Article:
Other young people we spoke to found being creative or practicing mindfulness had a positive effect on their mental health. Tyra said that mindfulness was a useful support with their mental health. She said, ‘I tried to find myself spiritually [and] I’m still [following] that spiritual growth path.’ Cas said, ‘I have an Instagram account where I make comics that make me feel better. So drawing in general, takes my mind off it and its something I enjoy doing. Writing it down about why I am feeling terrible or doing a drawing is quite good.’ Jacob found writing and performing songs to do with their mental health helped and watching YouTube videos also provided a distraction and helped with anxiety.

Tyra talks about her journey with mindfulness and how it has supported her mental health.

Age at interview 25

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H talks about the lack of mental health support while waiting to be seen by the gender identity services.

Age at interview 28

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Support from friends and family

A primary support for participants came from supportive friends and family members. Charke said, ‘my family really has been good especially my mum and my dad’. They said, ‘I really appreciate them being there through everything and helping me out so much.’

Friends were also an essential resource for many of our young people. Jacob said, ‘having friends around always helps,I kind of cut myself off [but] Ive kind of been able to talk more recently.’ He added that, ‘having the internet, being able to go onto Facebook and gripe when I was 15 years old was quite useful. Just complain about the world and how my parents dont understand me.

Finn values having friends that look out for each other and checks up on each other.

Age at interview 16

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Rosa said support for her mental health comes ‘almost entirely just talking to my friends’. Noelle shared, ‘I’ve had to rely a lot on friends. I don’t know what I would have done without them.’ PJ said, ‘Surrounding yourself with a support network who know your identity, or don’t know your identity, and just know you as you are, is really helpful.’ He added, ‘it feels so validating to have people call you by your preferred name and pronouns, without a second thought really. Kat said, ‘I’ve just kind of been working through some stuff with my friends because we all have, a dedicated support area where people, get help with [their] problems.’ She added, ‘we all just kind of help each other out with stuff and it’s good.’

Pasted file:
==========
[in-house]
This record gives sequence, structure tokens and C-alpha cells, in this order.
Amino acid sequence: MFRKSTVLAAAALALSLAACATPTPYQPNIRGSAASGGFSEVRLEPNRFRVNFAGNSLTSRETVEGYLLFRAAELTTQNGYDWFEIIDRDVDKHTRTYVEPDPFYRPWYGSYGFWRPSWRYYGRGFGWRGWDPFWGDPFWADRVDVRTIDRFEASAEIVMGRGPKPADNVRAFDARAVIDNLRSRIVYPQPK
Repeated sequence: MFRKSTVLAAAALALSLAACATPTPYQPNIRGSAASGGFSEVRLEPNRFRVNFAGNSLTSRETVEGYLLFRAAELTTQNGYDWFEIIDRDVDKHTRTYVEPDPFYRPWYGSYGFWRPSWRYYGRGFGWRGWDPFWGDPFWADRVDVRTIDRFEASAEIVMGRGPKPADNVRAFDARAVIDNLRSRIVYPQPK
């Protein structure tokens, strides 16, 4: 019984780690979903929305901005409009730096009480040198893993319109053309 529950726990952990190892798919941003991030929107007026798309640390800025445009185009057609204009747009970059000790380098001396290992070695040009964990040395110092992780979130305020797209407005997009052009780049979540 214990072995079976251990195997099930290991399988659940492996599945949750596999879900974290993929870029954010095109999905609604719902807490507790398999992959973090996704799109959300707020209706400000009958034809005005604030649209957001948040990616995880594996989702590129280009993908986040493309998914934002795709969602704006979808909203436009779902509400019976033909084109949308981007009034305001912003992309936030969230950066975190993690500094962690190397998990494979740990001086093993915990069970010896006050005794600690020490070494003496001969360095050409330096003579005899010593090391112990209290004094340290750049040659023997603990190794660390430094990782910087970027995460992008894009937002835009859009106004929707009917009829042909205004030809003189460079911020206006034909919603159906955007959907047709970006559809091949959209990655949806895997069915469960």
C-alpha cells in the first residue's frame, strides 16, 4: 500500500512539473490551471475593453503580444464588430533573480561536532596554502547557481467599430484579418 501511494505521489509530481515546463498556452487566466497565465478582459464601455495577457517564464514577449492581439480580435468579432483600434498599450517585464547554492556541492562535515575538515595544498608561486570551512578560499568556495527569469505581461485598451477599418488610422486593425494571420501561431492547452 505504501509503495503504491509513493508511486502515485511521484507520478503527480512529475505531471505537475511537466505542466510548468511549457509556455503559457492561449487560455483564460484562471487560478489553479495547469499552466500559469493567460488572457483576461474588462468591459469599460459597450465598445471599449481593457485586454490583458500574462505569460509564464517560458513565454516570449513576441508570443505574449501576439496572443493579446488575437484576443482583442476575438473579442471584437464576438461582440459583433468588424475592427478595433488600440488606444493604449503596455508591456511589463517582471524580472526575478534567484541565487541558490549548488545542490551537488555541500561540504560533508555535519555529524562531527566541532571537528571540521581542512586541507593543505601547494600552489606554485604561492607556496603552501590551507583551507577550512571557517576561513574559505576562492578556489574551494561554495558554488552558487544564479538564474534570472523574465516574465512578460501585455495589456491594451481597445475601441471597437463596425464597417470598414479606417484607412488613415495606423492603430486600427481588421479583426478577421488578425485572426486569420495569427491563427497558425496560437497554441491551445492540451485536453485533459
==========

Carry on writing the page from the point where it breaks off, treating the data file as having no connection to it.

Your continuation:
Some young people talked about combining forms of mental health support that proved helpful and effective. Cas said they ‘haven’t had much luck’ with the NHS mental health system, describing it as ‘not the best’. He said, ‘being able to get on the meds that I need and having [a] support network being around me and affirming me and being able to point out when my brain is being irrational as well is always quite helpful.’

Community led services and activism

The young people we interviewed were also keen to highlight the support for mental health that can be found in the trans community from local support centres and youth groups as well as through engaging with political activism. Jaz said, ‘a lot of the support that I’ve got is from friends or the [trans] community’. Kat talked about her political activism has helped support her mental health. She said ‘I went quite left politically, I think that was definitely helped because kind of gives me something to discuss with people’.

Anderson talks about the activism and youth work they have done throughout their life.

Age at interview 26

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Cassie talks about her support being 90% social’ through the trans community.

Age at interview 23

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Most of the support young people gained in these ways were positive. Patrick talked about how he loved ‘being able to do trans youth work’. He said, ‘it’s just so rewarding’. Cassie said, ‘There’s stuff at the [local] LGBT centre which is run by trans people with other trans people [on] a volunteer, quite small basis and they’re usually once a month.’ She added that ‘mutual aid’ was also important within the trans community for supporting each other. Jack says, ‘I do feel recharged being around other trans people like there’s definitely, you know, a reminder that I’m not alone that I have solidarity with other Trans people,. and that we will be able to overcome the stuff.’

Charke says the LGBT groups which I attend [are] really greatI can have a friendly conversation with someone who knows what I’m talking about.

Age at interview 17

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Patrick talks about the support they found from the trans community and youth groups.

Age at interview 20

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Jaz would like trans people to not have to jump through hoops in order to acquire the things that we need’ and healthcare built around trans people’s knowledge.

Age at interview 33

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See also:


Experiences of surgery and recovery

Journeys to identifying as trans and gender diverse

Finding information